Is WriteShop Secular?

WriteShop Primary and WriteShop Junior

There is no faith-based content in WriteShop Primary and WriteShop Junior.

WriteShop I and II

WriteShop I and II, while not overtly religious, do contain occasional religious references. They are minimal and can easily be skipped or even changed to suit your own needs. These are the religious references you can expect to find:

GENERAL RELIGIOUS CONTENT

  • Student & Teacher Checklists. Each checklist will ask students to determine whether their topic and choice of words are pleasing to the Lord and edifying to others. (In other words, did the student refrain from offensive content and vulgar, crass, or unwholesome language?)
  • Teacher’s Manual lesson plans. The teacher’s instructions for Lesson 1 include the references for four Bible verses to look up, if you wish.
  • Examples of student writing. A few examples of student writing make a one-time mention of God or a Bible verse. They include phrases like I think this [rock] is one of God’s most unique creations (Lesson 1); Abraham, a mighty man of God, had many struggles during his life (Lesson 10); or He lives out the verse in Proverbs that says a friend sticks closer than a brother (Lesson 29).
  • Student lesson content. In Lesson 15 (WriteShop I), students are asked to retell the Old Testament story of David and Goliath from the point of view of one of the characters. If you don’t mind teaching Greek mythology or Native American folklore, you can similarly view this as using the Bible as literature. The lesson focus is not about retelling a Bible story; it’s about writing from a particular point of view. So if you’d rather skip the David and Goliath story, simply choose another short, familiar tale your student can rewrite. (The Teacher’s Manual uses The Tale of Peter Rabbit for the practice paragraph.)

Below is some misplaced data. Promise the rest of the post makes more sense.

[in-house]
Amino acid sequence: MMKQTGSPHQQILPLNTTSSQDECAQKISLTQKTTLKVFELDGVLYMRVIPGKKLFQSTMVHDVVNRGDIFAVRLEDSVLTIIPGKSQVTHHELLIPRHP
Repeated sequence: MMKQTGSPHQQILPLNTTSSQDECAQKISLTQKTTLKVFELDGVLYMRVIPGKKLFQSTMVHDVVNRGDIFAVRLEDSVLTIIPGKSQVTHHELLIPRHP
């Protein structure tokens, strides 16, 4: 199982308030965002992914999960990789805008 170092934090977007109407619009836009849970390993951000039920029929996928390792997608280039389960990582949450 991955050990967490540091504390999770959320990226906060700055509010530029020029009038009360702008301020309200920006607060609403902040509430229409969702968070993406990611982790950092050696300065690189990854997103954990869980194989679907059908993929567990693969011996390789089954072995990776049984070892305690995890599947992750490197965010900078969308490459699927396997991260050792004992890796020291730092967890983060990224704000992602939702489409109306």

• Skill Builder content. Skill Builder worksheets teach vocabulary-building and grammar concepts. They occasionally include a sentence with religious connotations, such as _____________, Pastor Edwards bowed his head. A student can fill in the blank with a “religious” answer (Praying quietly…) or a “neutral” answer (Trying to avoid the rain…). The vast majority of Skill Builders contain neutral themes like sports, pets, family, home, nature, and food.

SPECIFICALLY CHRISTIAN CONTENT

  • Teacher’s Manual. The teacher’s instructions for Lesson 3 contain two sentences discussing the Christian attitude toward excellence. Of the 84 essay topics suggested in Appendix B (for use with WriteShop II), seven deal with biblical subject matter, appropriate for such classes as “The Bible as Literature” or “Comparative Religions.” Only three of the seven are Christian-specific. Note: Essay topics are not found in the student workbooks; you choose and assign them yourself.
  • Student Workbooks. In a pre-writing activity in Lesson 25 (WriteShop II), students are asked to read an essay about the importance of studying one’s Bible with the purpose of identifying transition words and paragraph breaks. This activity is not essential for successful completion of the lesson, and the lesson itself (writing an opinion essay) is unrelated to any religious theme. Teachers are free to develop a similar exercise using more neutral material.